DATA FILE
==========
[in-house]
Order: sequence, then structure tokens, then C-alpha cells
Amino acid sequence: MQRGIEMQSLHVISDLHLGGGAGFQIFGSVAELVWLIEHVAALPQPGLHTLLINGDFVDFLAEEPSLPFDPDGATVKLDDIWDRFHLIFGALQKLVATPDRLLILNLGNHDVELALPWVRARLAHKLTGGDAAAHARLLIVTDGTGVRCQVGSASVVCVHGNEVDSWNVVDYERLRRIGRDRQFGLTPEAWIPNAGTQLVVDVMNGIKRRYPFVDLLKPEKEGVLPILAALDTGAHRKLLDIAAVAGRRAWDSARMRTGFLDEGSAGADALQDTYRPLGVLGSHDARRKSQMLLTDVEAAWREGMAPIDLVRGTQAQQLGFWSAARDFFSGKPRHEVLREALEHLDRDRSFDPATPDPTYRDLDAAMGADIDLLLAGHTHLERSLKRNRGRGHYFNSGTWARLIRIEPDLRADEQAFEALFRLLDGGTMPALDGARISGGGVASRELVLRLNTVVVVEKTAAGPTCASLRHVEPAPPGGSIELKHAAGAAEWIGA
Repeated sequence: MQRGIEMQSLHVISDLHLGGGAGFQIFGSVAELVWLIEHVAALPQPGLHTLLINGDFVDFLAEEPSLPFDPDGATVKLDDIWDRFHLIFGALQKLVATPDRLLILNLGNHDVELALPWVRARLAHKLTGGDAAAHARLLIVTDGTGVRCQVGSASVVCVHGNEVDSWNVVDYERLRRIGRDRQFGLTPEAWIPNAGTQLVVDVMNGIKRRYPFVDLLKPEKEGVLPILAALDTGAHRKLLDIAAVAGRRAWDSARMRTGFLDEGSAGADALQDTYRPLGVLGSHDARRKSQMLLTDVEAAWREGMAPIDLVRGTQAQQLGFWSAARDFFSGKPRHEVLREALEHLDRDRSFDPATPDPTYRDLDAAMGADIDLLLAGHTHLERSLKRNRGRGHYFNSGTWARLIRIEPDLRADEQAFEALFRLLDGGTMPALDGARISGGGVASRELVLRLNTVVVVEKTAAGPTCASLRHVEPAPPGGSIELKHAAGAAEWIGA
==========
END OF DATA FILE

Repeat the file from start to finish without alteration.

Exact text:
[in-house]
Order: sequence, then structure tokens, then C-alpha cells
Amino acid sequence: MQRGIEMQSLHVISDLHLGGGAGFQIFGSVAELVWLIEHVAALPQPGLHTLLINGDFVDFLAEEPSLPFDPDGATVKLDDIWDRFHLIFGALQKLVATPDRLLILNLGNHDVELALPWVRARLAHKLTGGDAAAHARLLIVTDGTGVRCQVGSASVVCVHGNEVDSWNVVDYERLRRIGRDRQFGLTPEAWIPNAGTQLVVDVMNGIKRRYPFVDLLKPEKEGVLPILAALDTGAHRKLLDIAAVAGRRAWDSARMRTGFLDEGSAGADALQDTYRPLGVLGSHDARRKSQMLLTDVEAAWREGMAPIDLVRGTQAQQLGFWSAARDFFSGKPRHEVLREALEHLDRDRSFDPATPDPTYRDLDAAMGADIDLLLAGHTHLERSLKRNRGRGHYFNSGTWARLIRIEPDLRADEQAFEALFRLLDGGTMPALDGARISGGGVASRELVLRLNTVVVVEKTAAGPTCASLRHVEPAPPGGSIELKHAAGAAEWIGA
Repeated sequence: MQRGIEMQSLHVISDLHLGGGAGFQIFGSVAELVWLIEHVAALPQPGLHTLLINGDFVDFLAEEPSLPFDPDGATVKLDDIWDRFHLIFGALQKLVATPDRLLILNLGNHDVELALPWVRARLAHKLTGGDAAAHARLLIVTDGTGVRCQVGSASVVCVHGNEVDSWNVVDYERLRRIGRDRQFGLTPEAWIPNAGTQLVVDVMNGIKRRYPFVDLLKPEKEGVLPILAALDTGAHRKLLDIAAVAGRRAWDSARMRTGFLDEGSAGADALQDTYRPLGVLGSHDARRKSQMLLTDVEAAWREGMAPIDLVRGTQAQQLGFWSAARDFFSGKPRHEVLREALEHLDRDRSFDPATPDPTYRDLDAAMGADIDLLLAGHTHLERSLKRNRGRGHYFNSGTWARLIRIEPDLRADEQAFEALFRLLDGGTMPALDGARISGGGVASRELVLRLNTVVVVEKTAAGPTCASLRHVEPAPPGGSIELKHAAGAAEWIGA